The Frederick News Post reported Sunday that FBI agents seized two computers from one of the Frederick County, Maryland, public libraries this weekend.
Darrell Batson, director of Frederick County Public Libraries, said two FBI employees came to the downtown Frederick library either Wednesday or Thursday. The agents removed two public computers from the library's second floor. They told him they were taking the units back to their office in Washington, D.C., Batson said.
While this isn't terribly remarkable, especially given that Frederick County is home to all sorts of government types on whom the FBI would gladly keep a watchful eye, usually such a seizure is accompanied by a warrant. According to Batson,
This was the third time in his 10 years with FCPL that the FBI has come to the library seeking records, Batson said. It was the first time they came without a court order.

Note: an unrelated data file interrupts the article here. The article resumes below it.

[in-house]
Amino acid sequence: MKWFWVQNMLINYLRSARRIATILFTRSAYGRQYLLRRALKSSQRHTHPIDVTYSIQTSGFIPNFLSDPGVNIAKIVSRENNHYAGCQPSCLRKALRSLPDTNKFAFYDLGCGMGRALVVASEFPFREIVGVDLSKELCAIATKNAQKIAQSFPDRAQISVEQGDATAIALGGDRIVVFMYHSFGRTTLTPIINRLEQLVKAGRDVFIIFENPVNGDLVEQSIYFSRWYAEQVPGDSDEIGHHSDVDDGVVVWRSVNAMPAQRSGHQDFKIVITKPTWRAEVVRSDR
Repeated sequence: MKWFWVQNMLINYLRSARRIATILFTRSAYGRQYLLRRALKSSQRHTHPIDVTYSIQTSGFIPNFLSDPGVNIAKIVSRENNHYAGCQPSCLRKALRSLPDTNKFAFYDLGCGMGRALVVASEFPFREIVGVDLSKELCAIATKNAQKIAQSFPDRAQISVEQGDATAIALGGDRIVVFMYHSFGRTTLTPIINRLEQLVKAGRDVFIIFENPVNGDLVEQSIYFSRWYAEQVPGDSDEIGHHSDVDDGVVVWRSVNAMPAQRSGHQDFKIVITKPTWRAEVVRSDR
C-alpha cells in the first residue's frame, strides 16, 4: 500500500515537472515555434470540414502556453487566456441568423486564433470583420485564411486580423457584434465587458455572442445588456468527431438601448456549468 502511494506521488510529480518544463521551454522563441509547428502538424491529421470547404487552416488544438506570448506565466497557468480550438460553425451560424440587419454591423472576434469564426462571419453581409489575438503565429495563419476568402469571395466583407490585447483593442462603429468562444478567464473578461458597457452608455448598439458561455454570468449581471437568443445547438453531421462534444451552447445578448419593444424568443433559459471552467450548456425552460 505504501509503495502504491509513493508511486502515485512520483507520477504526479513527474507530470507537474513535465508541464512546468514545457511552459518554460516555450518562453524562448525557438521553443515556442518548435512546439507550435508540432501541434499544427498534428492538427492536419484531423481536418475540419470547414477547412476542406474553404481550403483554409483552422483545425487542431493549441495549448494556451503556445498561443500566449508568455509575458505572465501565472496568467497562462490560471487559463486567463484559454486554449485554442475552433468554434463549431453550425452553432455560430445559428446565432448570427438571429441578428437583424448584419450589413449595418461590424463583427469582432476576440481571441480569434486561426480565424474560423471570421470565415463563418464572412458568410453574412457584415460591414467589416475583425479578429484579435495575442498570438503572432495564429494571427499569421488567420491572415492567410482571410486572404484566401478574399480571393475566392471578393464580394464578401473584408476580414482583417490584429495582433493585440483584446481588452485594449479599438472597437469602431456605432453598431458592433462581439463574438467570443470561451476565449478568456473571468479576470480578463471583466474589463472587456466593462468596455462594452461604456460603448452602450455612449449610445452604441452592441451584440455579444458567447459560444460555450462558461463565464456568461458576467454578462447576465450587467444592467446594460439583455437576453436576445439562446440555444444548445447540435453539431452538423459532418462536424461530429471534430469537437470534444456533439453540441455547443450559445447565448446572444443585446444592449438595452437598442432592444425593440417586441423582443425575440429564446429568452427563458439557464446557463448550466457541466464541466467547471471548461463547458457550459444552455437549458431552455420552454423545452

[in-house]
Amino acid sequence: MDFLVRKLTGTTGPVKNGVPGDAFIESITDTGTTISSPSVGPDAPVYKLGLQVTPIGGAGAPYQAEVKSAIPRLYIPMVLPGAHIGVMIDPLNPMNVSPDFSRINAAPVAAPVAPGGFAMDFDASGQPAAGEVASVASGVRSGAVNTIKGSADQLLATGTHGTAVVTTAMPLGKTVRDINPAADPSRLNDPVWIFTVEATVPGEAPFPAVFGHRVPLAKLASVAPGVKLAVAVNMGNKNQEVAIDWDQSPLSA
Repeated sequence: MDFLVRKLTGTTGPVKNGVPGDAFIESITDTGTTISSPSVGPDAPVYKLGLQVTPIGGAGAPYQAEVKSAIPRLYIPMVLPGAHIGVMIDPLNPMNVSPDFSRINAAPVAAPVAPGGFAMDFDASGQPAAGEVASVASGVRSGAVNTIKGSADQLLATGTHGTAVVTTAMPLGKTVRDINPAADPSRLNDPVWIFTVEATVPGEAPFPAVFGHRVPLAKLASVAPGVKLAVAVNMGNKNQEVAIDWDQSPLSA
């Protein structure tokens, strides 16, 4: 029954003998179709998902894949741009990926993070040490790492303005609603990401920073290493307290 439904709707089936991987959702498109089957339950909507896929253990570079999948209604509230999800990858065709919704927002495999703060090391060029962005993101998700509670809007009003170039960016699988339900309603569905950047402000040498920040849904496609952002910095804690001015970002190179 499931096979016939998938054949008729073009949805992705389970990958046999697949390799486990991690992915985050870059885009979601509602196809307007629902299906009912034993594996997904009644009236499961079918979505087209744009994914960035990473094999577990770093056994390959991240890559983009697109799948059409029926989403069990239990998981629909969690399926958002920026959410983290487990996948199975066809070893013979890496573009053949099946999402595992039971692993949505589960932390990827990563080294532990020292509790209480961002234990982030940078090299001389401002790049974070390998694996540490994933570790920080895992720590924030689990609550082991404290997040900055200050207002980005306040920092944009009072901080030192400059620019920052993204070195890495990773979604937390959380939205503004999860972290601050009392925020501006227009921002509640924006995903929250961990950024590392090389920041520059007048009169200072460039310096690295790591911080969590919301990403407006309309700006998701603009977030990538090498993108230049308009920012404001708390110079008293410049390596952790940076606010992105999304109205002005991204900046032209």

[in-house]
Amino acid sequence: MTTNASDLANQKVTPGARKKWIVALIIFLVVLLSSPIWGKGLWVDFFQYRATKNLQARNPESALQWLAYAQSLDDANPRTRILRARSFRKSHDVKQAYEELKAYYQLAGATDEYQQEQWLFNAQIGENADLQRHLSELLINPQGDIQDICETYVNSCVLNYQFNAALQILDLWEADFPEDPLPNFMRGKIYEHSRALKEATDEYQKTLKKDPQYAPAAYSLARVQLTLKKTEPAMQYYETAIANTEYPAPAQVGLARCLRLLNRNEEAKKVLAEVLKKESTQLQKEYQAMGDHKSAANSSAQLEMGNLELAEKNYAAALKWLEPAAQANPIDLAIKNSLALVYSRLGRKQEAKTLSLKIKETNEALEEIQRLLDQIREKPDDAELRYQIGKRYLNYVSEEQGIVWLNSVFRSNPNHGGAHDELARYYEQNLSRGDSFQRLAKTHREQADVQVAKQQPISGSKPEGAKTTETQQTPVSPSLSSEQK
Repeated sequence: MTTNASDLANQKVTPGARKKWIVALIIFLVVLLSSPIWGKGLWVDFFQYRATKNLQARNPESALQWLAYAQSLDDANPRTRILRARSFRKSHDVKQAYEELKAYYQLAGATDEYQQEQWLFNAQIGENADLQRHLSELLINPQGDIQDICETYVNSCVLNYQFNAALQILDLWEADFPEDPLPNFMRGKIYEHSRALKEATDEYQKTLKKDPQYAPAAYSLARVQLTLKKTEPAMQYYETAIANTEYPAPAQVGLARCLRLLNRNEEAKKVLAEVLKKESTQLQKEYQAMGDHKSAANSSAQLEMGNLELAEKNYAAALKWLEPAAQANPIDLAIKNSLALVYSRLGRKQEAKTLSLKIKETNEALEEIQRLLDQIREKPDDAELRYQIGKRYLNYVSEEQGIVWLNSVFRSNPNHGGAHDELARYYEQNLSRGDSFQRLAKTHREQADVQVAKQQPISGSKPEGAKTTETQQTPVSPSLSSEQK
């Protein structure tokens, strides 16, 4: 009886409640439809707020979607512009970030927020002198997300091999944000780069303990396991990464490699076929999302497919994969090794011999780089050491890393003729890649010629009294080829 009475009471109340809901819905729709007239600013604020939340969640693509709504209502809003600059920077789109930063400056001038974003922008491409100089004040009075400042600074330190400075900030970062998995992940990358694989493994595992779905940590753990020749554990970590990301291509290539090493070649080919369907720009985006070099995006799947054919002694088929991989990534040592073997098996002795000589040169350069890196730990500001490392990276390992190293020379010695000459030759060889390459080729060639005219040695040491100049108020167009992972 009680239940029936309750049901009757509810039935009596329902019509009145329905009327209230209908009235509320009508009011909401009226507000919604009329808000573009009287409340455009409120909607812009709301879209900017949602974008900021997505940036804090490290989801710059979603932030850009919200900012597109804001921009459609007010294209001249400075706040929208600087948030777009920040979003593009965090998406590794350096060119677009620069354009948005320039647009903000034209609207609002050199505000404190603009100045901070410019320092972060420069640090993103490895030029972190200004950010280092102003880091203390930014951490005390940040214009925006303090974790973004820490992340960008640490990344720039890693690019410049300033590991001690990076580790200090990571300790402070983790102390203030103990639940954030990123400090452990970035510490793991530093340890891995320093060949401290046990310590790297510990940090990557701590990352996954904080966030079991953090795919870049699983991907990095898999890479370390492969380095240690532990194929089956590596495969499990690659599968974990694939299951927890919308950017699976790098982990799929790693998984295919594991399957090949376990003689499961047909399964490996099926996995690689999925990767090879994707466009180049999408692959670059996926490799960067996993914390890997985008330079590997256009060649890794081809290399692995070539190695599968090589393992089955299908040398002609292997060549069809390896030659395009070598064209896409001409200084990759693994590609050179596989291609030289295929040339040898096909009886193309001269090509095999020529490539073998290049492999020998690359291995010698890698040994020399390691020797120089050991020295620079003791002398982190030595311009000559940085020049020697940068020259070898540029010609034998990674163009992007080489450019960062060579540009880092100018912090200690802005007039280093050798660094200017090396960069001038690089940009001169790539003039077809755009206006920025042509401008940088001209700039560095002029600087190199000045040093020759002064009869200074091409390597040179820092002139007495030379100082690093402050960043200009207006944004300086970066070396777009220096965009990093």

The library's procedure for such requests usually requires a court order, however after the agent described the case and the situation, he was persuaded to give them access, Batson said.
This isn't meant to be a judgment of Batson by any means; however, I don't know if I would have done the same thing. In a public institution like a library or a school, the government certainly has some purview, but we also have a responsibility to protect the privacy of our students and teachers (or patrons, in the case of a library). Without at least a warrant and/or some serious legal advice from district counsel, I don't have a good feeling that I would be doing my job if I simply handed over machines to the Feds.
What do you think?